China embarks on new journey toward socialist modernization as key blueprint approved

Photo taken on Sept. 11, 2020 shows the city view of Shenzhen in south China's Guangdong Province. (Xinhua/Mao Siqian)

  Photo taken on Sept. 11, 2020 shows the city view of Shenzhen in south China's Guangdong Province. (Xinhua/Mao Siqian)

BEIJING, March 11 (Xinhua) — China’s top legislative body on Thursday approved a development blueprint for the next five to 15 years to guide the country’s march toward modernization, a dream pursued by many generations of Chinese.

After a week of deliberations, the lawmakers adopted the Outline of the 14th Five-Year Plan (2021-2025) for National Economic and Social Development and the Long-Range Objectives Through the Year 2035 at the closing meeting of the fourth session of the 13th National People’s Congress (NPC).

“The outline serves as a roadmap toward the country’s second centenary goal of fully building a modern socialist country, ushering China into a new stage of development,” said Wang Honghai, an NPC deputy and Party chief of Ninghe District of Tianjin Municipality.

With 55.75 million rural residents lifted out of poverty over the past five years, China will meet its first centenary goal within the set time frame — complete building a moderately prosperous society in all respects.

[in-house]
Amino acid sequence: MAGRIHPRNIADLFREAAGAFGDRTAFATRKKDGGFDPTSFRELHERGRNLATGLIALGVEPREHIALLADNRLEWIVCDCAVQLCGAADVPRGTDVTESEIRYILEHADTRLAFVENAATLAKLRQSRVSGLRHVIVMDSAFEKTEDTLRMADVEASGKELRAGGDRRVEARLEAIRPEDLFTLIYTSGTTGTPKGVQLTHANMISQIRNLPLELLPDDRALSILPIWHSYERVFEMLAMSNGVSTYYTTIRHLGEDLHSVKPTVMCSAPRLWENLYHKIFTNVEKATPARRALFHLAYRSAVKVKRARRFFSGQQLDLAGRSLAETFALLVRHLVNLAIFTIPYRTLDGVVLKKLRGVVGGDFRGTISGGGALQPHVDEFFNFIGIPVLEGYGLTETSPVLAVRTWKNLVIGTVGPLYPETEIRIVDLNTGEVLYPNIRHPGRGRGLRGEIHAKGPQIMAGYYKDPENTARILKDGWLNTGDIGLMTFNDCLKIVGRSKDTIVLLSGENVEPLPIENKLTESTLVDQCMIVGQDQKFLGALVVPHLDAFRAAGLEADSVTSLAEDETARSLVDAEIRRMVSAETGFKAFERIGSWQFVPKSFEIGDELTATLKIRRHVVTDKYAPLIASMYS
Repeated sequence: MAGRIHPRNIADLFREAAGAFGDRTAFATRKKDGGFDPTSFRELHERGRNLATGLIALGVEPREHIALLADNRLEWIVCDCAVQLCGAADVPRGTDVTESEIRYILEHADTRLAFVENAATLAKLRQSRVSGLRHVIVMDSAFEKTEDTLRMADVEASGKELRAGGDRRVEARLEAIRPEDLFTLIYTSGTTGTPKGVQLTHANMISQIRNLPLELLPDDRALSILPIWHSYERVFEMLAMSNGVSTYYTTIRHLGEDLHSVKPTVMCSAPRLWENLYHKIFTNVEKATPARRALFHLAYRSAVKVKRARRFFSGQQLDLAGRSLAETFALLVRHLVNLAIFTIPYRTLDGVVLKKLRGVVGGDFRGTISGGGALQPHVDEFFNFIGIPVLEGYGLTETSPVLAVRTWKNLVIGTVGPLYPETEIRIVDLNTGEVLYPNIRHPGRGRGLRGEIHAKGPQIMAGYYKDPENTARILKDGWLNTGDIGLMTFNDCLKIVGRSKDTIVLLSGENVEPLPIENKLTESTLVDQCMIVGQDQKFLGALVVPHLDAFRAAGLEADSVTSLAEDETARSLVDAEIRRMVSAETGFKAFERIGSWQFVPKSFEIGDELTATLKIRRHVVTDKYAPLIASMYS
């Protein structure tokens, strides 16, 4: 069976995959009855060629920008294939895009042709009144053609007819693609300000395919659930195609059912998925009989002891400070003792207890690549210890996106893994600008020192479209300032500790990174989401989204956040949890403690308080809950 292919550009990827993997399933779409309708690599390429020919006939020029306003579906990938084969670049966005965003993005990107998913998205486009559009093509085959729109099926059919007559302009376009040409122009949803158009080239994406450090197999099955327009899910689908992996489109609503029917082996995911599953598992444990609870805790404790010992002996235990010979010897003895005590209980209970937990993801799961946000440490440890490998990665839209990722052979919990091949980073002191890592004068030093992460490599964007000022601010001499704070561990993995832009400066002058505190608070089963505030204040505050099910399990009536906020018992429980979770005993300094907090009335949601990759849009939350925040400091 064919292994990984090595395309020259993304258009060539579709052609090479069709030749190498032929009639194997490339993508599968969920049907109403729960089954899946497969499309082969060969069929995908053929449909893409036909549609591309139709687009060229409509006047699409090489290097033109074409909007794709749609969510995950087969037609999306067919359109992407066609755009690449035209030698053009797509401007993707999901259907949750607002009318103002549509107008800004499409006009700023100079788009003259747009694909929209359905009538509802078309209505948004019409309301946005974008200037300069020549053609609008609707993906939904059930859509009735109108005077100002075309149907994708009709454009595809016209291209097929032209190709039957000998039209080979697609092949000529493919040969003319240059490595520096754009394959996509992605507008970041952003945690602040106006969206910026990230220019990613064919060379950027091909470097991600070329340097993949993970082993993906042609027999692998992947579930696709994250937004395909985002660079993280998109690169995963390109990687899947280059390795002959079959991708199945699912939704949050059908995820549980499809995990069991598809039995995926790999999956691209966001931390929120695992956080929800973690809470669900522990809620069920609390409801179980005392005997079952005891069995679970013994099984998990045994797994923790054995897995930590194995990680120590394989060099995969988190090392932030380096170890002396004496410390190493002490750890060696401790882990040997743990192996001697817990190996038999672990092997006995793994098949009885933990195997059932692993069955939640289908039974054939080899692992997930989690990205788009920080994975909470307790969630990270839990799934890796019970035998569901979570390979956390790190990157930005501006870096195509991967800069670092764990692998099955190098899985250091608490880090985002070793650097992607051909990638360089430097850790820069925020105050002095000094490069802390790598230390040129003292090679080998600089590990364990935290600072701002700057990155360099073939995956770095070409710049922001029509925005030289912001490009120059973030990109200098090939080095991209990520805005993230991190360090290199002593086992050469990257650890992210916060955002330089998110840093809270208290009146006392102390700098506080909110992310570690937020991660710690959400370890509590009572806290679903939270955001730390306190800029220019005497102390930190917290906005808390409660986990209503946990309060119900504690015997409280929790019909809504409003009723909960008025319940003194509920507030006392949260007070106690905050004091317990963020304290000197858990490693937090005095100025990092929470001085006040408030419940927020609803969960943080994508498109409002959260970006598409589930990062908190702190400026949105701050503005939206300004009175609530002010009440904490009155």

To develop in only 70 years, a single lifetime, is a stupendous achievement — in fact one not matched previously by any large country in the whole of human history, said John Ross, a British academic and senior fellow at Chongyang Institute for Financial Studies of Renmin University of China.


China has long been hailed for thinking strategically and playing the long game.

China’s five-year plan is one of the country’s most important policy blueprints. Drawn up since 1953, it sets long-term goals for China’s social and economic development and is the barometer against which progress is measured.

The formulation of such plans is regarded as a crucial tool for macroeconomic governance and social management, and also a key to the country’s stellar development over the past few decades.

The outline of the 14th five-year plan and the longer-term program to 2035 depicts the future landscape of how China will develop “as a high-income economy,” Ross said.

“The continuity of China’s policies will inject the much-needed stability and certainty to the world roiled by the deadly COVID-19 pandemic,” said Bai Yongxiu, a professor at Northwest University.


Avoiding announcing an explicit economic growth target for the next five years, China aims to keep its economy running within an appropriate range and will set annual economic targets in light of actual circumstances, the outline said.

“This shows that China will focus on high-quality growth and not just chase after quantitative expansion. It will give local authorities more room to allocate resources to other initiatives to tap into China’s long-term growth potential,” said Bai.